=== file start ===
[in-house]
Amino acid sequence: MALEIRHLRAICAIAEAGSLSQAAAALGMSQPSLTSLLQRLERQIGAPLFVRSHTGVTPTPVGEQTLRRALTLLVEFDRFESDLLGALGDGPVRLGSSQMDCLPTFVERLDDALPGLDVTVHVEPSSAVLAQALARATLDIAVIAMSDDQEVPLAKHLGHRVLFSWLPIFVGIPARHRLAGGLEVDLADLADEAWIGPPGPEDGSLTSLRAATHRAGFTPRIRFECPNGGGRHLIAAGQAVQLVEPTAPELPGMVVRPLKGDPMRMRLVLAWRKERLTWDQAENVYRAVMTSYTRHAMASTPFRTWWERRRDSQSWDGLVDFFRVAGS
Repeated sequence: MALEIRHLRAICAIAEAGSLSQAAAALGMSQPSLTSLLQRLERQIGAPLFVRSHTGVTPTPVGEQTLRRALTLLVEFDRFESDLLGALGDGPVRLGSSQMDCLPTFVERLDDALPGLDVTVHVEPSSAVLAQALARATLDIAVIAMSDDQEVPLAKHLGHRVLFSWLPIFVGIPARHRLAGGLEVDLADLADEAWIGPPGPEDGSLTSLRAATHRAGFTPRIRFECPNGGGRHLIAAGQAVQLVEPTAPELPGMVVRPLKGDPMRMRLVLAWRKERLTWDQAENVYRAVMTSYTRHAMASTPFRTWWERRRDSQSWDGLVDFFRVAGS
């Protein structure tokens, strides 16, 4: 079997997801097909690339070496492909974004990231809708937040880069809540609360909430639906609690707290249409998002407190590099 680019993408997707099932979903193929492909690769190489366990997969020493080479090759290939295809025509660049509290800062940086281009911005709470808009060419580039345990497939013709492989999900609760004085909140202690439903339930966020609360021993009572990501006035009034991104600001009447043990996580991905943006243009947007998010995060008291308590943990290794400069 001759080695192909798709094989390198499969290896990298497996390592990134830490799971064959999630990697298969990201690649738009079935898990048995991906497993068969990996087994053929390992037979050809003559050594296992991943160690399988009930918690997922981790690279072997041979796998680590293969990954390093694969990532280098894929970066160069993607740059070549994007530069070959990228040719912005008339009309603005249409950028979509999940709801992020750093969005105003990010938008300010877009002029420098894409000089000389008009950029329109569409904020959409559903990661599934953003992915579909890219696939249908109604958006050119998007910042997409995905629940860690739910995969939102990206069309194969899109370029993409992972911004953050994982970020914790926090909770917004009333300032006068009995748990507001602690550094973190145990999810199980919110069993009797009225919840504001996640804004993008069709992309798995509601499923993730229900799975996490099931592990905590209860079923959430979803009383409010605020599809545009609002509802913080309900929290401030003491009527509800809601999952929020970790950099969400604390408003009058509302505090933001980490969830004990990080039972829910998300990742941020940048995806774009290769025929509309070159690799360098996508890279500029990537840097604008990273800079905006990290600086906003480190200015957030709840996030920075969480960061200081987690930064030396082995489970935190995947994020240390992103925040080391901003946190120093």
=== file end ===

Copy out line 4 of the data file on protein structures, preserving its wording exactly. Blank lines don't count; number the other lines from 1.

């Protein structure tokens, strides 16, 4: 079997997801097909690339070496492909974004990231809708937040880069809540609360909430639906609690707290249409998002407190590099 680019993408997707099932979903193929492909690769190489366990997969020493080479090759290939295809025509660049509290800062940086281009911005709470808009060419580039345990497939013709492989999900609760004085909140202690439903339930966020609360021993009572990501006035009034991104600001009447043990996580991905943006243009947007998010995060008291308590943990290794400069 001759080695192909798709094989390198499969290896990298497996390592990134830490799971064959999630990697298969990201690649738009079935898990048995991906497993068969990996087994053929390992037979050809003559050594296992991943160690399988009930918690997922981790690279072997041979796998680590293969990954390093694969990532280098894929970066160069993607740059070549994007530069070959990228040719912005008339009309603005249409950028979509999940709801992020750093969005105003990010938008300010877009002029420098894409000089000389008009950029329109569409904020959409559903990661599934953003992915579909890219696939249908109604958006050119998007910042997409995905629940860690739910995969939102990206069309194969899109370029993409992972911004953050994982970020914790926090909770917004009333300032006068009995748990507001602690550094973190145990999810199980919110069993009797009225919840504001996640804004993008069709992309798995509601499923993730229900799975996490099931592990905590209860079923959430979803009383409010605020599809545009609002509802913080309900929290401030003491009527509800809601999952929020970790950099969400604390408003009058509302505090933001980490969830004990990080039972829910998300990742941020940048995806774009290769025929509309070159690799360098996508890279500029990537840097604008990273800079905006990290600086906003480190200015957030709840996030920075969480960061200081987690930064030396082995489970935190995947994020240390992103925040080391901003946190120093």